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Balloon Angioplasty Procedure
Mitral Valve Replacement Surgery
Vascular Surgery Treatment
Treatment of Blockage, Atherosclerosis & Heart Att
Cardiac Ablation Procedure
Coronary Bypass Surgery
Carotid Angioplasty And Stenting Procedure
Cardiac Catheterization Procedure
Implantable Cardioverter-Defibrillators (Icds) Tre
Angioplasty Stent Surgery
Intra - Arterial Thrombolysis Procedures
Treating Post Bypass Surgery Blockages
Treatment Of Restenosis
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The heart is a wonderfully designed pump that takes care of proper functioning of the body. There are two separate channels, through which pure and impure blood flows through. Blood flow in these two designated networks is one-sided completely and controlled by valves. There are 2 sets of valves as below:
- Aortic and pulmonary valves which controls blood flow from the ventricles to the aorta and to the lungs respectively
- The mitral and tricuspid valves control blood flow from the atria (upper chambers) to the ventricles (lower chambers).
These valves are meant to be elastic and fibrous and open and close freely to allow for blood flow. Due to various reasons, they can become stenosed (hard and narrow) and depending on which valve is affected, complications arise accordingly.
The aortic valve is extremely important in that its proper functioning ensures that pure, oxygenated blood reaches various parts of the body. Due to various reasons, this valve may not open and/or close properly. Some causes include calcium deposits, advanced age, rheumatic fever, endocarditis, etc. With age or deposits, the valve opening can become narrow and reduce the amount of blood flowing into the aorta. The following symptoms and complications arise out of this.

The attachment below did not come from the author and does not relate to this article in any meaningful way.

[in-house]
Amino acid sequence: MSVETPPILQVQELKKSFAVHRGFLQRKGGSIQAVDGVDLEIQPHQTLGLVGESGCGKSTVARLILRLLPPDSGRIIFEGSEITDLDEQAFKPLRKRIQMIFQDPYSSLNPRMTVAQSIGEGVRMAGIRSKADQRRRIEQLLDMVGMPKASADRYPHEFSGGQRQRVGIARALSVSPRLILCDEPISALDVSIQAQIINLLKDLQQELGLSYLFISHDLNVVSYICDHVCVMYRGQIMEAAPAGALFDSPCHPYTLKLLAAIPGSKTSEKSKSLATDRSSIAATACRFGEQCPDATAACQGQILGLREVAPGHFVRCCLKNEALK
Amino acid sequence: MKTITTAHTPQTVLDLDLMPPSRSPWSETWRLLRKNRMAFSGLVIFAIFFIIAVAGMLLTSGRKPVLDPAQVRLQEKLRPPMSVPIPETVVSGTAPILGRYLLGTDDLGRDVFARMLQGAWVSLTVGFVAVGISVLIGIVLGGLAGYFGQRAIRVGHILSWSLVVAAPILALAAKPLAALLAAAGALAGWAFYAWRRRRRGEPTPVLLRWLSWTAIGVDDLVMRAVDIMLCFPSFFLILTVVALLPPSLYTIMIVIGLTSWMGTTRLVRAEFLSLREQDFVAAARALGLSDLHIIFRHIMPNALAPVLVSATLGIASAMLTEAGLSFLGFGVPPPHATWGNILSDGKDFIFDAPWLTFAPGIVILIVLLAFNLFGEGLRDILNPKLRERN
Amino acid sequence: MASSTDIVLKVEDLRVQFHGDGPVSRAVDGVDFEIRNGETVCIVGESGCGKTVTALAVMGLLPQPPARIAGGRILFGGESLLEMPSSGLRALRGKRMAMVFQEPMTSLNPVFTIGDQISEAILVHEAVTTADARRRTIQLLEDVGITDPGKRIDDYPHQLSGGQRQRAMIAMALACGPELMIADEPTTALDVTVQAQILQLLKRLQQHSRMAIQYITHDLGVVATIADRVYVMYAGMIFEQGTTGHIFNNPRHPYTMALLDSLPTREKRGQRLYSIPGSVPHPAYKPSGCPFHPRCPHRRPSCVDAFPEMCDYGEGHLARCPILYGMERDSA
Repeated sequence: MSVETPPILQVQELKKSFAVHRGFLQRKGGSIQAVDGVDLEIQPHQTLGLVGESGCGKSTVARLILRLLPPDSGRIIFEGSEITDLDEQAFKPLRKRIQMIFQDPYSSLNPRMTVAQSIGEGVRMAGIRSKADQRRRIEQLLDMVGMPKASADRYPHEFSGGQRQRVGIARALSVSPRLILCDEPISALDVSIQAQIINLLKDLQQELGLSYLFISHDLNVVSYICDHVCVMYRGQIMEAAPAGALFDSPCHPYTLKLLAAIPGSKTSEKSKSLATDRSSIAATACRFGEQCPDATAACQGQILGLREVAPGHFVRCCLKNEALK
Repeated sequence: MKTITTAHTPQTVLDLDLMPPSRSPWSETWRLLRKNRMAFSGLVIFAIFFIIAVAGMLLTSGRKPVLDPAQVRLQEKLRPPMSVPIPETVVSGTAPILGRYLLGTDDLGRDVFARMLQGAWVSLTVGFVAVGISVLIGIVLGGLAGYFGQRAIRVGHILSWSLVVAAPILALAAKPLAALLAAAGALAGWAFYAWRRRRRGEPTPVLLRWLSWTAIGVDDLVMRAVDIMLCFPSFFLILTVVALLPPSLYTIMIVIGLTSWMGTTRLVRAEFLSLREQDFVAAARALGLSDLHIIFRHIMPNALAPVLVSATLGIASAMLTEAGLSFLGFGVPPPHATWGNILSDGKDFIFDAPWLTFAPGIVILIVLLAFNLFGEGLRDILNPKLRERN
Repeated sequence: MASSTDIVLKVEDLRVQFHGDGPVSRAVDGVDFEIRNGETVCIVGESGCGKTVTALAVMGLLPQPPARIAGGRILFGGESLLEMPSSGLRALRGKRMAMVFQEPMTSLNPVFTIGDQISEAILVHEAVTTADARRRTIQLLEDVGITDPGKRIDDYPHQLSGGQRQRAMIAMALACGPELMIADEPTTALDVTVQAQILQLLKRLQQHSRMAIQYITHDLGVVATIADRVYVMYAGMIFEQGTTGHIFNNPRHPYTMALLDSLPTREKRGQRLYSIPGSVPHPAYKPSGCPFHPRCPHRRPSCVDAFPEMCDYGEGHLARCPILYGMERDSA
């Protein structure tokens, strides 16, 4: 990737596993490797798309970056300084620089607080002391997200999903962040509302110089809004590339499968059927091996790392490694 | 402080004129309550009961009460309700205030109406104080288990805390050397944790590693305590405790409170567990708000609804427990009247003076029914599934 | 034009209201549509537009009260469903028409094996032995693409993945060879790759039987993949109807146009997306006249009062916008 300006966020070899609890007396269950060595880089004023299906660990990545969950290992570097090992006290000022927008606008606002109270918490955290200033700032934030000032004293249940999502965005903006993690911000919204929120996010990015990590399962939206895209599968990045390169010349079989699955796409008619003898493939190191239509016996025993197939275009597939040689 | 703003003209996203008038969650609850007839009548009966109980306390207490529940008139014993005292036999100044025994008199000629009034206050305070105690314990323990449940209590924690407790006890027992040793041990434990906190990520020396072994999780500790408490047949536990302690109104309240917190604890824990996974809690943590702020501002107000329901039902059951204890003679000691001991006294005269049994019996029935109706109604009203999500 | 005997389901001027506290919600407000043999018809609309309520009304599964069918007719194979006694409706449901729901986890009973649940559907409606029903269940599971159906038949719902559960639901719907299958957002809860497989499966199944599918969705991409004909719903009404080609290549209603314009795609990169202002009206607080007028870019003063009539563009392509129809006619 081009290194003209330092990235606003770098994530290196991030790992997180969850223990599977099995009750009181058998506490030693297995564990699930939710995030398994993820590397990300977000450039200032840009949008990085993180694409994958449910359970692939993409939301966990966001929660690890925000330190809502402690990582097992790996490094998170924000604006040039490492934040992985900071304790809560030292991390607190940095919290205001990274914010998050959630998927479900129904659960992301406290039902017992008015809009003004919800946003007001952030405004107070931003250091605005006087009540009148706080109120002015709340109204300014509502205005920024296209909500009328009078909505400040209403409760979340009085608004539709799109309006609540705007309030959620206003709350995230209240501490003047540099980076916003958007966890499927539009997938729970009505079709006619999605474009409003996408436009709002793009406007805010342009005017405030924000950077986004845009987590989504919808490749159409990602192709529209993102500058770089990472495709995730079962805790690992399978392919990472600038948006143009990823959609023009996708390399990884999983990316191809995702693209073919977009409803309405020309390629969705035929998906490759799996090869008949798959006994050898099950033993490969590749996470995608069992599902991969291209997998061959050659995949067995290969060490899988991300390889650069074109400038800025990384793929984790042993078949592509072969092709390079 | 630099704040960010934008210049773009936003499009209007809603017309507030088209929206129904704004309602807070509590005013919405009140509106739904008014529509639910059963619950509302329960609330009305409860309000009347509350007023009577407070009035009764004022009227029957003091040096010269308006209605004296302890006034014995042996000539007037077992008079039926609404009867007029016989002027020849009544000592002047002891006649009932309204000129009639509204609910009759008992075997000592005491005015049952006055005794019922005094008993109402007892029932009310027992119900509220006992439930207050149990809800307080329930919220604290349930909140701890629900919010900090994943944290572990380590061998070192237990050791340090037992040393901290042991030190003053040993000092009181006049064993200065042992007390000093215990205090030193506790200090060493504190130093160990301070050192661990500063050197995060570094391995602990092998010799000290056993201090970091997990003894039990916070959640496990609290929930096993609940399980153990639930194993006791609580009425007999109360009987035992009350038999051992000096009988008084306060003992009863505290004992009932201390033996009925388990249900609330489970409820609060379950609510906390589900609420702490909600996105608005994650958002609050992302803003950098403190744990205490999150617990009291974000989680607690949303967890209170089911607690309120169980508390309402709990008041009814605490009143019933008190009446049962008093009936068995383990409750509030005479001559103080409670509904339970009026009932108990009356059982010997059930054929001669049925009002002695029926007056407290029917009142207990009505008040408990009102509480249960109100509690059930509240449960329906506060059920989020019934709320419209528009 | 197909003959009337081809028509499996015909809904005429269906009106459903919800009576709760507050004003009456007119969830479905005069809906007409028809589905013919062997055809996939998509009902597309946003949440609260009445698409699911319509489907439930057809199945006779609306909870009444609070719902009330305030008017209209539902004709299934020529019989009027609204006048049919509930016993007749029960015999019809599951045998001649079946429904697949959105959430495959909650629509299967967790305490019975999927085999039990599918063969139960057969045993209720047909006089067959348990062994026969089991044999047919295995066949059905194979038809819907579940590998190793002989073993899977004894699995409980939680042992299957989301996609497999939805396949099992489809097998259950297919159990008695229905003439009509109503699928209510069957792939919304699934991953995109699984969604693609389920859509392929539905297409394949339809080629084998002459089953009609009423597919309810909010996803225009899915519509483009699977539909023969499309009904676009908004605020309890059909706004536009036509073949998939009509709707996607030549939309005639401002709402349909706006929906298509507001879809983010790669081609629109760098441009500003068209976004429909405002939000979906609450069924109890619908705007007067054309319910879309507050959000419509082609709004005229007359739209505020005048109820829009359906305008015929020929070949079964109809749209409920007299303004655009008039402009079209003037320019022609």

- The heart needs to put extra pressure to pump out blood into the aorta
- The left ventricle therefore grows thicker
- The symptoms will take a long time to manifest, as the heart will work on alternate measures, but after a certain point, symptoms will show up including chest pain, fatigue with minimal exertion, shortness of breath, and racing heartbeats.
- As the heart has its own compensating mechanisms, symptoms show up when the condition is much serious. Therefore, onset of these symptoms requires immediate medical attention.
Diagnosis: This could be diagnosed with routine medical exam when the heart is being checked or it could only be diagnosed when the symptoms are seen as above. Treatment is easier in the earlier case, and requires more rigorous attention.
Management: If the stenosis is mild and was detected on routine exam, then it needs to be monitored periodically. Surgery is usually not done, unless it is very severe. However, preventive measures can be taken including
- Avoiding over-exertion
- Heart-healthy diet can be taken to prevent further damage
- Reduce sodium intake
- Quit smoking
If the stenosis is severe, then surgery is the only definitive treatment measure. Valve surgery can be either a
- Balloon valvuloplasty – the valve opening is enlarged
- Replacement – valve replacement is usually done as an open heart surgery.
Though aortic stenosis is a serious condition, it is also rare and can be managed by adopting an overall healthy lifestyle.
Though we may lack the power to change some risk factors , such as family history, sex or age ; however there are some key heart disease prevention steps one can take to reduce the risks associated with the same.